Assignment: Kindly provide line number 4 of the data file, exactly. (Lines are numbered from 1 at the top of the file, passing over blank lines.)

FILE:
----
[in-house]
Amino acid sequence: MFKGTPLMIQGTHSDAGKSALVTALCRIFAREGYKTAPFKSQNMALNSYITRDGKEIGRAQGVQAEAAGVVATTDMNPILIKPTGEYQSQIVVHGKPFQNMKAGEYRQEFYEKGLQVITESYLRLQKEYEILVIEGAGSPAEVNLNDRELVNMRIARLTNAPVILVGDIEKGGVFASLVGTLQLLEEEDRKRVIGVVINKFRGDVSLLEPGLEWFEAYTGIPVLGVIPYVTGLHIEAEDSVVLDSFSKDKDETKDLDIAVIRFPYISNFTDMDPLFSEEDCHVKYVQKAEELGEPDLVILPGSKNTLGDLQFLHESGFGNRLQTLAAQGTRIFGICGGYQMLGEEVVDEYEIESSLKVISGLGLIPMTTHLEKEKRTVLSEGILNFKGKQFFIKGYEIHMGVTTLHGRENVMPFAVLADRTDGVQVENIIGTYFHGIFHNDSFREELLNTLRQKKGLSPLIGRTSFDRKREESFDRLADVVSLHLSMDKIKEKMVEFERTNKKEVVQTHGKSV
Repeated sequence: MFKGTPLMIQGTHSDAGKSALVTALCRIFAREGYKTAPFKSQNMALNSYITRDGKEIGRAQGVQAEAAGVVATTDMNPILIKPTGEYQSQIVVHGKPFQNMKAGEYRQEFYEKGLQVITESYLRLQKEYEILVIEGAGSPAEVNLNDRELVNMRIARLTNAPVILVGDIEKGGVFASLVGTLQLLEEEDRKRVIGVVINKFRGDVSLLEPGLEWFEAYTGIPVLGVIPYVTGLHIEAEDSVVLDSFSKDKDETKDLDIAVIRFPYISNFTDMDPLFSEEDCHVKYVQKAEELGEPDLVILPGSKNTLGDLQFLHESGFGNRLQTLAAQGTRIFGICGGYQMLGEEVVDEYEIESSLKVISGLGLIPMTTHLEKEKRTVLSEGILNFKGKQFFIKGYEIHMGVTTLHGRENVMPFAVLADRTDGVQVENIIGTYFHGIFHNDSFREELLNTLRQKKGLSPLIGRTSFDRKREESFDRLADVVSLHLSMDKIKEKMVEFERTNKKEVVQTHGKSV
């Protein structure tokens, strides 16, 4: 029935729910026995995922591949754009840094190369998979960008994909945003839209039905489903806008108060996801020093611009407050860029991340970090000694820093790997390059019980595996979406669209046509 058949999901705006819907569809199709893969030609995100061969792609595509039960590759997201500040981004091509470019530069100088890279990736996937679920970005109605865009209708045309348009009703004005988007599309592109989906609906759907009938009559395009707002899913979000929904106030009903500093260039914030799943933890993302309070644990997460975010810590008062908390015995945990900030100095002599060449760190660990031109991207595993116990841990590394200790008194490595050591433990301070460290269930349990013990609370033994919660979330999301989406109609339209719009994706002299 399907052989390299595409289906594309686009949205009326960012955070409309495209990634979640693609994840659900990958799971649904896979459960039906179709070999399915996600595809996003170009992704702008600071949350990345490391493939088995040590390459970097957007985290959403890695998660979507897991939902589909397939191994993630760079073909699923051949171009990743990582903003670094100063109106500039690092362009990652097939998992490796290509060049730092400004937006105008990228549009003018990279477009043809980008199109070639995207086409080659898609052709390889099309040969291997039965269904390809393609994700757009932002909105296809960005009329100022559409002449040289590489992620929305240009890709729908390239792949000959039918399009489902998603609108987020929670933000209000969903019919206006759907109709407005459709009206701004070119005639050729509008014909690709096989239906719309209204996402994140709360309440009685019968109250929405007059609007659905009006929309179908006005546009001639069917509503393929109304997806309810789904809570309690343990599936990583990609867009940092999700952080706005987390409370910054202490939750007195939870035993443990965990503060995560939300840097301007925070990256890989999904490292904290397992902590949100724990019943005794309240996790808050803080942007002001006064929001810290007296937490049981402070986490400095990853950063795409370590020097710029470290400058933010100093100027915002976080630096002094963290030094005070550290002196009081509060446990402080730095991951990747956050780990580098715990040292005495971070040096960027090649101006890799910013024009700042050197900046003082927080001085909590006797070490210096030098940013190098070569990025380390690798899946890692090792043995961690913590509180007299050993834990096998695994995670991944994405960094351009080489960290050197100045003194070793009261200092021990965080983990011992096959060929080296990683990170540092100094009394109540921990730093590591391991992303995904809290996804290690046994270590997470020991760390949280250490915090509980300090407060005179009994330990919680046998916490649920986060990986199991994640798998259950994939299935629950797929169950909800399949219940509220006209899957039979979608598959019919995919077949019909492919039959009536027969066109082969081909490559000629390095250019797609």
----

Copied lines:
């Protein structure tokens, strides 16, 4: 029935729910026995995922591949754009840094190369998979960008994909945003839209039905489903806008108060996801020093611009407050860029991340970090000694820093790997390059019980595996979406669209046509 058949999901705006819907569809199709893969030609995100061969792609595509039960590759997201500040981004091509470019530069100088890279990736996937679920970005109605865009209708045309348009009703004005988007599309592109989906609906759907009938009559395009707002899913979000929904106030009903500093260039914030799943933890993302309070644990997460975010810590008062908390015995945990900030100095002599060449760190660990031109991207595993116990841990590394200790008194490595050591433990301070460290269930349990013990609370033994919660979330999301989406109609339209719009994706002299 399907052989390299595409289906594309686009949205009326960012955070409309495209990634979640693609994840659900990958799971649904896979459960039906179709070999399915996600595809996003170009992704702008600071949350990345490391493939088995040590390459970097957007985290959403890695998660979507897991939902589909397939191994993630760079073909699923051949171009990743990582903003670094100063109106500039690092362009990652097939998992490796290509060049730092400004937006105008990228549009003018990279477009043809980008199109070639995207086409080659898609052709390889099309040969291997039965269904390809393609994700757009932002909105296809960005009329100022559409002449040289590489992620929305240009890709729908390239792949000959039918399009489902998603609108987020929670933000209000969903019919206006759907109709407005459709009206701004070119005639050729509008014909690709096989239906719309209204996402994140709360309440009685019968109250929405007059609007659905009006929309179908006005546009001639069917509503393929109304997806309810789904809570309690343990599936990583990609867009940092999700952080706005987390409370910054202490939750007195939870035993443990965990503060995560939300840097301007925070990256890989999904490292904290397992902590949100724990019943005794309240996790808050803080942007002001006064929001810290007296937490049981402070986490400095990853950063795409370590020097710029470290400058933010100093100027915002976080630096002094963290030094005070550290002196009081509060446990402080730095991951990747956050780990580098715990040292005495971070040096960027090649101006890799910013024009700042050197900046003082927080001085909590006797070490210096030098940013190098070569990025380390690798899946890692090792043995961690913590509180007299050993834990096998695994995670991944994405960094351009080489960290050197100045003194070793009261200092021990965080983990011992096959060929080296990683990170540092100094009394109540921990730093590591391991992303995904809290996804290690046994270590997470020991760390949280250490915090509980300090407060005179009994330990919680046998916490649920986060990986199991994640798998259950994939299935629950797929169950909800399949219940509220006209899957039979979608598959019919995919077949019909492919039959009536027969066109082969081909490559000629390095250019797609």